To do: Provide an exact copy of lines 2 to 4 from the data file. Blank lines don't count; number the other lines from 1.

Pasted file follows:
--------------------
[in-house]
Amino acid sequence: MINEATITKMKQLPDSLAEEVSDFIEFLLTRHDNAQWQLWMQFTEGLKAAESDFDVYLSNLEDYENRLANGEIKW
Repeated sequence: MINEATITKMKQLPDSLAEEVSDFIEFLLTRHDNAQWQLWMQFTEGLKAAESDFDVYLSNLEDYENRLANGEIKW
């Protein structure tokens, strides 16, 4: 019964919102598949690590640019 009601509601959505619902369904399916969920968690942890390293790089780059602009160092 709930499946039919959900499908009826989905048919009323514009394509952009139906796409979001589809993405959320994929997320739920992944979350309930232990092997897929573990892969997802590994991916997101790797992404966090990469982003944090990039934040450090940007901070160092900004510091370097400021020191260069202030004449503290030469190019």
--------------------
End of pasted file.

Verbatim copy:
Amino acid sequence: MINEATITKMKQLPDSLAEEVSDFIEFLLTRHDNAQWQLWMQFTEGLKAAESDFDVYLSNLEDYENRLANGEIKW
Repeated sequence: MINEATITKMKQLPDSLAEEVSDFIEFLLTRHDNAQWQLWMQFTEGLKAAESDFDVYLSNLEDYENRLANGEIKW
């Protein structure tokens, strides 16, 4: 019964919102598949690590640019 009601509601959505619902369904399916969920968690942890390293790089780059602009160092 709930499946039919959900499908009826989905048919009323514009394509952009139906796409979001589809993405959320994929997320739920992944979350309930232990092997897929573990892969997802590994991916997101790797992404966090990469982003944090990039934040450090940007901070160092900004510091370097400021020191260069202030004449503290030469190019």